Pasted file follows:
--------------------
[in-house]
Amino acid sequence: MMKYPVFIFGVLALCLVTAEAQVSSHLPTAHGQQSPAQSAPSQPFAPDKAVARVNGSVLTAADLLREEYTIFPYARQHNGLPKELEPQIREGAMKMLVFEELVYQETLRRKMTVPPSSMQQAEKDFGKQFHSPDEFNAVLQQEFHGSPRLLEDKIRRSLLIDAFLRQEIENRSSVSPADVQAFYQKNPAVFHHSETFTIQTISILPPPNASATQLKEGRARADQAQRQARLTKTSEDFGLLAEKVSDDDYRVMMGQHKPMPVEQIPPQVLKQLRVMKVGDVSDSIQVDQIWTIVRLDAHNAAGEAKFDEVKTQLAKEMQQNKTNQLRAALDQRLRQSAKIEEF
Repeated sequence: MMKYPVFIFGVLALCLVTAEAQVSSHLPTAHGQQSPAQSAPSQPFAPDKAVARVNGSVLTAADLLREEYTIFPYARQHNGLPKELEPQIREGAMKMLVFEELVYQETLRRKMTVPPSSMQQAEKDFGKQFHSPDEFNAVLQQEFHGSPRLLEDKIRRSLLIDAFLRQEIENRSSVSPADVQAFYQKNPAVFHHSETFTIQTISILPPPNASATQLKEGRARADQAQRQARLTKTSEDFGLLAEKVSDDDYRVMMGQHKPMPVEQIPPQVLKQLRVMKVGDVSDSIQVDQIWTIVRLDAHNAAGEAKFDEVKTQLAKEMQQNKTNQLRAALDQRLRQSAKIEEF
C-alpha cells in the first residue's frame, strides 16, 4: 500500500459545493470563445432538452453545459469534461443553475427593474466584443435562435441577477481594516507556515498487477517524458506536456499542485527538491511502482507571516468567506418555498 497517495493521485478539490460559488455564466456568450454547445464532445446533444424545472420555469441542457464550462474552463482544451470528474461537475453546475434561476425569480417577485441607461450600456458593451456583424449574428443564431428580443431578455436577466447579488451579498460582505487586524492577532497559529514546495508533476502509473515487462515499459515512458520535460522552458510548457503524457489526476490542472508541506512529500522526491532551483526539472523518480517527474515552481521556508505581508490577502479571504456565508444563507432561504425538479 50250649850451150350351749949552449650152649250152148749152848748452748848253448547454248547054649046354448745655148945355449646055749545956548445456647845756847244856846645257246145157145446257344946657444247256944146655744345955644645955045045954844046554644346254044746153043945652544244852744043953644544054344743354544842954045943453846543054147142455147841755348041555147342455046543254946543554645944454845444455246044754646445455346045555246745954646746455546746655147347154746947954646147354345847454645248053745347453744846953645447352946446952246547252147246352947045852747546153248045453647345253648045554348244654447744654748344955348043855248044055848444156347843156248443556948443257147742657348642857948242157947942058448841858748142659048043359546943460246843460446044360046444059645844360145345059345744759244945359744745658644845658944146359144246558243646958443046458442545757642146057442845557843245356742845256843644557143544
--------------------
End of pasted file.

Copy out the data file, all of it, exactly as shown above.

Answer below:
[in-house]
Amino acid sequence: MMKYPVFIFGVLALCLVTAEAQVSSHLPTAHGQQSPAQSAPSQPFAPDKAVARVNGSVLTAADLLREEYTIFPYARQHNGLPKELEPQIREGAMKMLVFEELVYQETLRRKMTVPPSSMQQAEKDFGKQFHSPDEFNAVLQQEFHGSPRLLEDKIRRSLLIDAFLRQEIENRSSVSPADVQAFYQKNPAVFHHSETFTIQTISILPPPNASATQLKEGRARADQAQRQARLTKTSEDFGLLAEKVSDDDYRVMMGQHKPMPVEQIPPQVLKQLRVMKVGDVSDSIQVDQIWTIVRLDAHNAAGEAKFDEVKTQLAKEMQQNKTNQLRAALDQRLRQSAKIEEF
Repeated sequence: MMKYPVFIFGVLALCLVTAEAQVSSHLPTAHGQQSPAQSAPSQPFAPDKAVARVNGSVLTAADLLREEYTIFPYARQHNGLPKELEPQIREGAMKMLVFEELVYQETLRRKMTVPPSSMQQAEKDFGKQFHSPDEFNAVLQQEFHGSPRLLEDKIRRSLLIDAFLRQEIENRSSVSPADVQAFYQKNPAVFHHSETFTIQTISILPPPNASATQLKEGRARADQAQRQARLTKTSEDFGLLAEKVSDDDYRVMMGQHKPMPVEQIPPQVLKQLRVMKVGDVSDSIQVDQIWTIVRLDAHNAAGEAKFDEVKTQLAKEMQQNKTNQLRAALDQRLRQSAKIEEF
C-alpha cells in the first residue's frame, strides 16, 4: 500500500459545493470563445432538452453545459469534461443553475427593474466584443435562435441577477481594516507556515498487477517524458506536456499542485527538491511502482507571516468567506418555498 497517495493521485478539490460559488455564466456568450454547445464532445446533444424545472420555469441542457464550462474552463482544451470528474461537475453546475434561476425569480417577485441607461450600456458593451456583424449574428443564431428580443431578455436577466447579488451579498460582505487586524492577532497559529514546495508533476502509473515487462515499459515512458520535460522552458510548457503524457489526476490542472508541506512529500522526491532551483526539472523518480517527474515552481521556508505581508490577502479571504456565508444563507432561504425538479 50250649850451150350351749949552449650152649250152148749152848748452748848253448547454248547054649046354448745655148945355449646055749545956548445456647845756847244856846645257246145157145446257344946657444247256944146655744345955644645955045045954844046554644346254044746153043945652544244852744043953644544054344743354544842954045943453846543054147142455147841755348041555147342455046543254946543554645944454845444455246044754646445455346045555246745954646746455546746655147347154746947954646147354345847454645248053745347453744846953645447352946446952246547252147246352947045852747546153248045453647345253648045554348244654447744654748344955348043855248044055848444156347843156248443556948443257147742657348642857948242157947942058448841858748142659048043359546943460246843460446044360046444059645844360145345059345744759244945359744745658644845658944146359144246558243646958443046458442545757642146057442845557843245356742845256843644557143544